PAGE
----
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Monday, September 19, 2022

NJ Employment Rights Attorney, Collective Bargaining and NJ Employee Rights, Justice Ketanji Brown Jackson, Part II

Many persons have been wondering about their federal and state employment and collective bargaining rights. Justice Ketanji Brown Jackson has a long history of issuing fair and balanced judicial decisions including those that effect employees’ rights and collective bargaining. Prior to her being appointed to the US Supreme Court, Judge Jackson had to decide in AFGE whether a President’s Orders were legitimate exercises of his authority. Part I on AFGE, may be read here for continuity. Her long history of issuing decisions that were both fair and balanced, was again displayed in this matter.

In AFGE, August 25, 2018, Judge Jackson found that certain provisions of the President’s Orders plainly furthered Trump’s intention to restrict the scope and effectiveness of federal employees' right to collective bargaining.

Yet in her fair and balanced opinion, Judge Jackson held that both sides' motions for summary judgment must be granted in part and denied in part. She ordered that the Court enjoin the President's subordinates within the Executive Branch to disregard certain but not all of the  sections of the Orders because these directives undermined federal employees' right  to bargain collectively as protected by the FSLMRS. She held that as a result, the President must be deemed to have exceeded his executive authority in issuing them.

Judge Jackson found that many but not all of the challenged provisions of the President's Orders constituted an improper exercise of his statutory authority to regulate federal employees' labor relations because they conflicted with the right to good-faith collective bargaining that the FSLMRS seeks to protect. However, the Orders that the President issued on May 25, 2018, would not be invalidated in total, because of the President's clear intent that any invalid provisions within these orders should be severable from the rest.

Because Judge Jackson ruled that some of the Union’s challenged provisions of the Orders were not invalid, these provisions remained,  along with the unchallenged parts of the Orders. In her balanced opinion, Judge Jackson stated in her Conclusion as follows:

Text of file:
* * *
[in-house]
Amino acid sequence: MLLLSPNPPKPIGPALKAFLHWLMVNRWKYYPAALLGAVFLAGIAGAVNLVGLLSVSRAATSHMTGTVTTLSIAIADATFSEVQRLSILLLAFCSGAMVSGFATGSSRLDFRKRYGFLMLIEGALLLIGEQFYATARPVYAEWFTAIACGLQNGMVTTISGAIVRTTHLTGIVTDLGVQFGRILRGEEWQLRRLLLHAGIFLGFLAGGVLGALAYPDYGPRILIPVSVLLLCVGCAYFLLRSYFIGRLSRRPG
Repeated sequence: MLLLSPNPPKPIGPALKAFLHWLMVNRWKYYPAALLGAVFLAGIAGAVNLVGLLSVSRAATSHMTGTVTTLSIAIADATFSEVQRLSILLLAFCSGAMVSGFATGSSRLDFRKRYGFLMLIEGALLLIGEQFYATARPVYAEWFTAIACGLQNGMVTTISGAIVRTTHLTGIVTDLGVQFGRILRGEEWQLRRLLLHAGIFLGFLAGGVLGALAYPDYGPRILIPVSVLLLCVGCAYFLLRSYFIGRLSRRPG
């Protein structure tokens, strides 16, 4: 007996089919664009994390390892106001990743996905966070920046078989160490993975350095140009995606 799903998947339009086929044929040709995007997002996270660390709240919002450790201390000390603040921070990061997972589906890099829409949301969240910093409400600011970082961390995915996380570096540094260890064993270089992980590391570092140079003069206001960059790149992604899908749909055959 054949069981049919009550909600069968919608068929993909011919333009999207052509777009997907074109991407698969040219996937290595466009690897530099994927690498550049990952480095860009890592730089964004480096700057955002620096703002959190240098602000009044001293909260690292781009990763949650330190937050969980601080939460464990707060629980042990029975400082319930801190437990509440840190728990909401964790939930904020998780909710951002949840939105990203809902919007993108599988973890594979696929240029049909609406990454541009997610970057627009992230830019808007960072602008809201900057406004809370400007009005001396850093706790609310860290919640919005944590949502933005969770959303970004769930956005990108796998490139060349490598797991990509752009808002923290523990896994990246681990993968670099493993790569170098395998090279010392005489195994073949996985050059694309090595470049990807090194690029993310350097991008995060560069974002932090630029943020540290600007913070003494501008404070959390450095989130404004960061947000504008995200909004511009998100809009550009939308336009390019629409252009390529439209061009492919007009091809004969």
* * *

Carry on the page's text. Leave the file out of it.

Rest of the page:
"In their cross-motion for summary judgment, Defendants assert that the fact that the President's policy choices about how best to guide the conduct of employees in the Executive Branch do not align with Plaintiffs' own policy preferences is not a proper basis for seeking judicial review. This is undoubtedly true. But the core claim that the Unions make in the context of the instant case is that the President's policy choices as reflected in the challenged executive orders do not align with the policy preferences of Congress, and in this Court's view, that contention is undoubtedly true as well.

In short, there is no dispute that the principal mission of the FSLMRS is to protect the collective bargaining rights of federal workers, based on Congress's clear and unequivocal finding that labor organizations and collective bargaining in the civil service are in the public interest."... Congress did not intend for union challenges to the validity of executive orders that threaten such collective bargaining rights to be funneled to the FLRA. Upon exercising its subject-matter jurisdiction over the ripe claims that the Unions bring here, this Court has concluded that many of the challenged provisions of the Orders at issue here effectively reduce the scope of the right to bargain collectively as Congress has crafted it, or impair the ability of agency officials to bargain in good faith as Congress has directed, and therefore cannot be sustained.